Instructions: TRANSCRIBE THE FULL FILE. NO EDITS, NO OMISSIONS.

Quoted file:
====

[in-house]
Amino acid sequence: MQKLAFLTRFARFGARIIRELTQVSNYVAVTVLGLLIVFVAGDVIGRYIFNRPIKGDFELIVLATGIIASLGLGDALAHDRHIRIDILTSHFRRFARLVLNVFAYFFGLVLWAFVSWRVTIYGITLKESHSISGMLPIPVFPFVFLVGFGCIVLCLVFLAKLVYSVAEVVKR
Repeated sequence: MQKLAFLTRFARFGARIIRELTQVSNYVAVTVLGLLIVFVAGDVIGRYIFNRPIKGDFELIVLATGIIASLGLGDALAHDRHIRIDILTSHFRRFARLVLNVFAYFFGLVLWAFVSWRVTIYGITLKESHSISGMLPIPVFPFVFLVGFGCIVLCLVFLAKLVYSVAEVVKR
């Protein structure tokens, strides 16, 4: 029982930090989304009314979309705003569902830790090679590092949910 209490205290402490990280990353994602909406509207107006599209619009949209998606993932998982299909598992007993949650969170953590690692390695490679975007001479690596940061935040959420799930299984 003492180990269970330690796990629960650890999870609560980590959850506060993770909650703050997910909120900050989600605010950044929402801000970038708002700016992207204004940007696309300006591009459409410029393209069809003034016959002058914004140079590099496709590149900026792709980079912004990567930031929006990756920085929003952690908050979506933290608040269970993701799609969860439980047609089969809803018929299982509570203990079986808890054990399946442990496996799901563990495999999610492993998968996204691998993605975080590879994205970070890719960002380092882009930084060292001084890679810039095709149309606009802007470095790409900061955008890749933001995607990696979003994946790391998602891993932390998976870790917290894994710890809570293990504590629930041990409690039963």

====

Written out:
[in-house]
Amino acid sequence: MQKLAFLTRFARFGARIIRELTQVSNYVAVTVLGLLIVFVAGDVIGRYIFNRPIKGDFELIVLATGIIASLGLGDALAHDRHIRIDILTSHFRRFARLVLNVFAYFFGLVLWAFVSWRVTIYGITLKESHSISGMLPIPVFPFVFLVGFGCIVLCLVFLAKLVYSVAEVVKR
Repeated sequence: MQKLAFLTRFARFGARIIRELTQVSNYVAVTVLGLLIVFVAGDVIGRYIFNRPIKGDFELIVLATGIIASLGLGDALAHDRHIRIDILTSHFRRFARLVLNVFAYFFGLVLWAFVSWRVTIYGITLKESHSISGMLPIPVFPFVFLVGFGCIVLCLVFLAKLVYSVAEVVKR
């Protein structure tokens, strides 16, 4: 029982930090989304009314979309705003569902830790090679590092949910 209490205290402490990280990353994602909406509207107006599209619009949209998606993932998982299909598992007993949650969170953590690692390695490679975007001479690596940061935040959420799930299984 003492180990269970330690796990629960650890999870609560980590959850506060993770909650703050997910909120900050989600605010950044929402801000970038708002700016992207204004940007696309300006591009459409410029393209069809003034016959002058914004140079590099496709590149900026792709980079912004990567930031929006990756920085929003952690908050979506933290608040269970993701799609969860439980047609089969809803018929299982509570203990079986808890054990399946442990496996799901563990495999999610492993998968996204691998993605975080590879994205970070890719960002380092882009930084060292001084890679810039095709149309606009802007470095790409900061955008890749933001995607990696979003994946790391998602891993932390998976870790917290894994710890809570293990504590629930041990409690039963």